TBS Group, LLC v. Zion, Illinois

Filing 22

MEMORANDUM Opinion and Order. Signed by the Honorable John W. Darrah on 1/23/2017. Mailed notice. (eg,)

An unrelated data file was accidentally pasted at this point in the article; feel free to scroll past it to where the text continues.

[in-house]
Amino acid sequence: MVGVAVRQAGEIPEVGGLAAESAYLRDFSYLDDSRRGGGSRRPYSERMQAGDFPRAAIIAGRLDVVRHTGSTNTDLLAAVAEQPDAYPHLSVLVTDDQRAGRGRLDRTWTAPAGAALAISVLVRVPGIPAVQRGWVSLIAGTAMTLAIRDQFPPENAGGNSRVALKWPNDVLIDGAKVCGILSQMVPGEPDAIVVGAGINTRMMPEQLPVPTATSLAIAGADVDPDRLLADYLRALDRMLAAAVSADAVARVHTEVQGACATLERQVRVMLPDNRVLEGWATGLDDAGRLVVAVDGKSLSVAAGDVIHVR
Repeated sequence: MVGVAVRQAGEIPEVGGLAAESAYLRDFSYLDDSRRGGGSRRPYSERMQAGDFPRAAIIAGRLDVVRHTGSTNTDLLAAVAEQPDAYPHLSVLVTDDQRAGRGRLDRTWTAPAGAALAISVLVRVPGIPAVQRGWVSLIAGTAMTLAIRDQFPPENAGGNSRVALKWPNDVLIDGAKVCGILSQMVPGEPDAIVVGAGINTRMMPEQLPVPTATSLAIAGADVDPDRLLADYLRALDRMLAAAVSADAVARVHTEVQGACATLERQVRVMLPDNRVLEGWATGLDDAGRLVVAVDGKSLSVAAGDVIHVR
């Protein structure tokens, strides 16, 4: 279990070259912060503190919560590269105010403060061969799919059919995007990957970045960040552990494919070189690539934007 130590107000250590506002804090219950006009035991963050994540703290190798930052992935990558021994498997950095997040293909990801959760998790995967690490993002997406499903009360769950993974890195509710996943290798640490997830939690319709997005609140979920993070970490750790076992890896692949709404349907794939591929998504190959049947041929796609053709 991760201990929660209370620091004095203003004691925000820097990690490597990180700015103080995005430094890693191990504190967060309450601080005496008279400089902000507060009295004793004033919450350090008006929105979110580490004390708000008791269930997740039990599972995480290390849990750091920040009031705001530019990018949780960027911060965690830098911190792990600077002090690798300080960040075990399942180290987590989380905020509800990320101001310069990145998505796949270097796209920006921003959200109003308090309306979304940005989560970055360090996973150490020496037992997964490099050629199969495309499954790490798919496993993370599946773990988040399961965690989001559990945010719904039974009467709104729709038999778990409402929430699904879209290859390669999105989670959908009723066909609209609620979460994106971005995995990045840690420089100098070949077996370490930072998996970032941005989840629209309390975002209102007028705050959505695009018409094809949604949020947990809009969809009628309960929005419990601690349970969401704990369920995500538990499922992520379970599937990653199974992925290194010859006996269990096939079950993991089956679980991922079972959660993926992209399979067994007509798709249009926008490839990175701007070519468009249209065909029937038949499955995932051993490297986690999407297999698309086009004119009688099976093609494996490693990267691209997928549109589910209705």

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UNITED STATES DISTRICT COURT NORTHERN DISTRICT OF ILLINOIS EASTERN DIVISION TBS GROUP, LLC, ) ) ) ) ) ) ) ) ) Plaintiff, v. CITY OF ZION, ILLINOIS, Defendant. Case No. 16-cv-5855 Judge John W. Darrah MEMORANDUM OPINION AND ORDER On June 3, 2016, Plaintiff filed a Complaint, alleging violations of the Fair Housing Act (“FHA”), 42 U.S.C. § 3601 et seq., and seeking declaratory judgment as well as injunctive relief to prevent Defendant from enforcing the adopted ordinance and Comprehensive Plan. Defendant filed a Motion to Dismiss [13] pursuant to Fed. R. Civ. P. 12(b)(6). For the reasons discussed below, Defendant’s Motion [13] is granted. BACKGROUND TBS Group, LLC is a property owner located in Round Lake Beach, Illinois, that rents properties located in Zion that are subject to the ordinance. (Compl. ¶ 6.) On or about July 7, 2015, the City of Zion, Illinois, adopted ordinance 15-O-33. (Compl.) The ordinance added the following language to the Zion Municipal Code under Section 10-9 “Permit fee schedule”: Rental Certificate inspection $75.00 per dwelling unit Residential buildings containing more than 132 multiple-family dwelling units, as those terms are defined in Chapter 102 of this Code: Not to exceed $10,000 per calendar year. Residential buildings containing more than 132 multiple-family dwelling units, as those terms are defined in Chapter 102 of this Code, and part of a single, geographically contiguous, complex of multiple-family dwelling units, as determined by the Director of Building and Zoning: Not to exceed $10,000 per calendar year. (Dkt. 13-2, p. 7.) The ordinance also provides permit fees for smaller residential units, commercial units, and “industrial and warehouse” units. (Id.) The ordinance requires that owners of rental property pay a fee, obtain a rental certificate, and open rental homes for inspection before being rented. (Compl.) Failure to comply with the ordinance results in fines of up to $10,000 per year. (Id.) Under the ordinance, registration and inspection fees are $100.00 or more each, and violations can accrue a fine of $750.00 per day. (Id. ¶ 14.) Plaintiff alleges Defendant’s ordinance has made housing unavailable because of national origin, race, or color, and constitutes discrimination in terms, conditions, or privileges of sale or rental dwellings or in provision of services because of national origin, race, or color. (Id. ¶ 18.) Plaintiff also alleges that this ordinance is selectively enforced against landlords who have African-American and Latino tenants or has a disparate impact on them. (Id. ¶ 17.) The population of Zion is 31 percent African-American, 27 percent Latino, and 48.9 percent White. (Id. ¶ 10.) The rental population within Zion is 39.3 percent African-American, 14.9 percent Latino, and 39 percent White. (Id.) Defendant also maintains a Comprehensive Plan that places multiple-family housing almost exclusively in a specific area of Zion. (Id. ¶ 12.) This area is next to industrial areas and remote from green space. (Id.) Plaintiff further alleges the Comprehensive Plan will make housing unavailable because of national origin, race or color by locating multi-family rental housing in less-desirable industrial areas far from desirable green space. (Id. ¶ 19.) 2 LEGAL STANDARD Rule 12(b)(6) permits a defendant to move to dismiss a complaint for “failure to state a claim upon which relief can be granted.” Fed. R. Civ. P. 12(b)(6). To survive a motion to dismiss, a complaint must allege “enough facts to state a claim to relief that is plausible on its face.” Bell Atlantic Corp. v. Twombly, 550 U.S. 544, 570 (2007). “Threadbare recitals of the elements of a cause of action, supported by mere conclusory statements, do not suffice.” Ashcroft v. Iqbal, 556 U.S. 662, 678 (2009) (citing Twombly, 550 U.S. at 555). However, plaintiffs are not required to “plead the elements of a cause of action along with facts supporting each element.” Runnion ex rel. Runnion v. Girl Scouts of Greater Chicago & Nw. Indiana, 786 F.3d 510, 517 (7th Cir. 2015). Rather, the complaint must provide a defendant “with ‘fair notice’ of the claim and its basis.” Tamayo v. Blagojevich, 526 F.3d 1074, 1081 (7th Cir. 2008) (quoting Fed. R. Civ. P. 8(a)(2) and Twombly, 550 U.S. at 555). When evaluating a Rule 12(b)(6) motion, the court accepts the complaint’s well-pleaded factual allegations as true and draws all reasonable inferences in the plaintiff’s favor. Twombly, 550 U.S. at 555-56. ANALYSIS Plaintiff alleges that Defendant’s ordinance violates § 3604(a), § 3604(b), and § 3617 of the FHA. Plaintiff also alleges that the Comprehensive Plan violates § 3604(a). The parties disagree as to the pleading standard that should apply to claims under the FHA. Plaintiff argues that the notice pleading standard of Federal Rule of Civil Procedure 8 applies. See Swanson v. Citibank, N.A., 614 F.3d 400, 404 (7th Cir. 2010) (applying Rule 8 pleading standards to the plaintiff's claims of racial discrimination in violation of the Fair Housing Act and Rule 9 heightened pleading standards to the plaintiff's fraud claims). However, the Seventh Circuit later stated that the Iqbal/Twombly standard was applied in Swanson. McCauley v. City of Chicago, 3 671 F.3d 611, 617 (7th Cir. 2011) (“In Swanson, on the other hand, we applied Twombly/Iqbal and held that the plaintiff's allegations were sufficient to survive a motion to dismiss on at least some of her claims.”). The Seventh Circuit explained that “in the absence of an obvious legal alternative explanation, pleading the ‘who, what, and when’ of the discrimination claim was enough.” Id. at 619. Under either interpretation, “the plaintiff must give enough details about the subject-matter of the case to present a story that holds together.” Swanson, 614 F.3d at 404. § 3604 The FHA makes it unlawful “[t]o refuse to sell or rent after the making of a bona fide offer, or to refuse to negotiate for the sale or rental of, or otherwise make unavailable or deny, a dwelling to any person because of race, color, religion, sex, familial status, or national origin.” 42 U.S.C. § 3604(a). It is similarly unlawful to “discriminate against any person in the terms, conditions, or privileges of sale or rental of a dwelling, or in the provision of services or facilities in connection therewith, because of race, color, religion, sex, familial status, or national origin.” Id. § 3604(b). Plaintiff alleges that “[the ordinance] has made housing unavailable because of national origin, race, or color” and that “[the ordinance] also constitutes discrimination in terms, conditions, or privileges of sale or rental of dwellings or in the provision of services because of national origin, race, or color . . . .” (Compl. ¶ 18.) Plaintiff also alleges that the Comprehensive Plan “will make housing unavailable because of origin, race, or color . . . by locating multifamily rented housing in less-desirable industrial areas far from desirable green space.” (Id. ¶ 19.) It is unclear whether Plaintiff is alleging disparate treatment, disparate impact, or both. For a disparate-treatment claim, a plaintiff must allege that defendant had a discriminatory intent or motive. Texas Dep’t of Hous. & Cmty. Affairs v. Inclusive Communities Project, Inc., 135 S. Ct. 2507, 2513, 192 L. Ed. 2d 514 (2015) (citing Ricci v. DeStefano, 557 4 U.S. 557, 577 (2009)). On its face, the ordinance is neutral and does not require disparate treatment on the basis of origin, race, or color. The ordinance equally applies to any rental properties and is targeted at ensuring compliance with health and safety codes. 1 Plaintiff does not allege that it is the only owner of a residential building containing more than 132 multiplefamily dwelling units or that the ordinance was specifically targeted at such buildings in order to discriminate on the basis of origin, race, or color. Plaintiff alleges that Zion officials, at some point in the past, indicated that they did not want to increase the number of rental units that would be rented by African-Americans. (Compl. ¶ 13.) However, the Complaint does not indicate when Plaintiff was told this or what connection it may have to the change in the ordinance. Plaintiff also alleges that, upon information and belief, the ordinance is selectively enforced. (Id. ¶ 17.) However, Plaintiff has not alleged facts beyond this conclusory assertion. See Moak v. Roszak, No. 05-cv-01652, 2005 WL 2563014, at *4 (N.D.Ill. Oct. 6, 2005) (granting motion to dismiss where plaintiff failed to state the grounds for allegations made upon information and belief). 2 Nor has Plaintiff pled any facts to show that the Comprehensive Plan was created and/or is being carried out with a discriminatory intent or purpose. Plaintiff has not sufficiently alleged disparate treatment. A disparate impact occurs when “a facially neutral policy unjustifiably falls more harshly on a protected group than on others.” Nikolich v. Vill. of Arlington Heights, 870 F.Supp.2d 556, 1 The Supreme Court has noted that government agencies “must not be prevented from achieving legitimate objectives, such as ensuring compliance with health and safety codes.” Inclusive Communities, 135 S. Ct. at 2524. 2 Pleading on information and belief may be acceptable when the allegations regard “matters peculiarly within the knowledge of the defendants.” Brown v. Budz, 398 F.3d 904, 914 (7th Cir. 2005) (citing Tankersley v. Albright, 514 F.2d 956, 964 n. 16 (7th Cir. 1975)). Whether other landlords have been subject to the ordinance is not particularly within the knowledge of Defendant. 5 563 (N.D. Ill. 2012). A plaintiff must allege facts “demonstrating a causal connection” to “make out a prima facie case of disparate impact.” Inclusive Communities, 135 S. Ct. at 2523. Plaintiff has not alleged how the inability to rent its properties, specifically, would make a disparate impact on the availability of housing for African-Americans and those of Hispanic origin. Plaintiff alleges facts about the ethnic makeup of the City and those who rent in the city in general. But there are no allegations that it would affect more of one of those groups than any other. There is also no allegation containing information regarding how Plaintiff’s properties relate to the percentages of African-American and Latino renters in total, e.g., if Plaintiff’s properties account for 65 percent of African-American and Latino renters in the City. Nor has Plaintiff pled any facts to show that the Comprehensive Plan has or will have a disparate impact on African-American and Latino renters. Plaintiff has failed to allege a disparate impact. Defendant also argues that Plaintiff is not an “aggrieved person” under the FHA. An aggrieved person under the FHA “includes any person who . . . (1) claims to have been injured by a discriminatory housing practice; or (2) believes that such person will be injured by a discriminatory housing practice that is about to occur.” 42 U.S.C. § 3602(i). Plaintiff alleges that “[t]here are persons who have been injured by defendant’s discriminatory actions” and “have been assessed fines.” (Compl. ¶ 21.) Plaintiff also alleges that it “does not have the financial means to comply with the ordinance.” (Id. ¶ 2.) At this stage, Plaintiff has sufficiently alleged that it will be injured by a discriminatory housing practice that is about to occur in regards to the ordinance. If Plaintiff intends to rent any of its units, then it will be required to pay fines and fees. However, Plaintiff has failed to allege that it is an aggrieved person in regards to the Comprehensive Plan. Plaintiff has not alleged that any of its properties will be 6 moved or that it will be required to stop renting to any person on the basis of origin, race, or color because of the Comprehensive Plan. Defendant’s Motion to Dismiss is granted as to the claims under § 3604(a) and § 3604(b). § 3617 The FHA provides that it is unlawful to “coerce, intimidate, threaten, or interfere with any person in the exercise or enjoyment of, or on account of his having exercised or enjoyed, or on account of his having aided or encouraged any other person in the exercise or enjoyment of, any right granted or protected by section 3603, 3604, 3605, or 3606 of [the FHA].” 42 U.S.C. § 3617. Plaintiff alleges that Defendant’s conduct has damaged it “because the conduct interferes with [its] ability to assist others to take advantage (sic) of their right to fair housing by renting homes to African-American and Latino tenants.” (Compl, ¶ 23.) Plaintiff does not specify if Defendant’s conduct refers to the ordinance or the Comprehensive Plan. For a § 3617 claim, a plaintiff must plead that: “(1) she is a protected individual under the FHA, (2) she was engaged in the exercise or enjoyment of her fair housing rights, (3) the defendants coerced, threatened, intimidated, or interfered with the plaintiff on account of her protected activity under the FHA, and (4) the defendants were motivated by an intent to discriminate.” Bloch v. Frischholz, 587 F.3d 771, 783 (7th Cir. 2009). Plaintiff has not alleged that Defendant interfered with Plaintiff on the account of its protected activity under the FHA. There is no allegation that Defendant knew that “almost all of Plaintiff’s tenants are Latino or African-American.” (Compl. ¶ 16.) Therefore, the Complaint does not plausibly allege that Defendant passed the ordinance amendment and adopted the Comprehensive Plan in order to interfere with Plaintiff’s protected activity. Additionally, as discussed above, Plaintiff has not plausibly alleged a disparate impact arising from the ordinance or the Comprehensive Plan. 7 Defendant’s Motion to Dismiss is granted as to the claims under § 3617. CONCLUSION Plaintiff has failed to plausibly allege violations of the FHA. Defendant’s Motion to Dismiss [13] is granted without prejudice. Plaintiff may file an amended complaint within thirty days of the entry of this Order, if it may do so in compliance with Rule 11. Date: January 23, 2017 /s/ JOHN W. DARRAH United States District Court Judge 8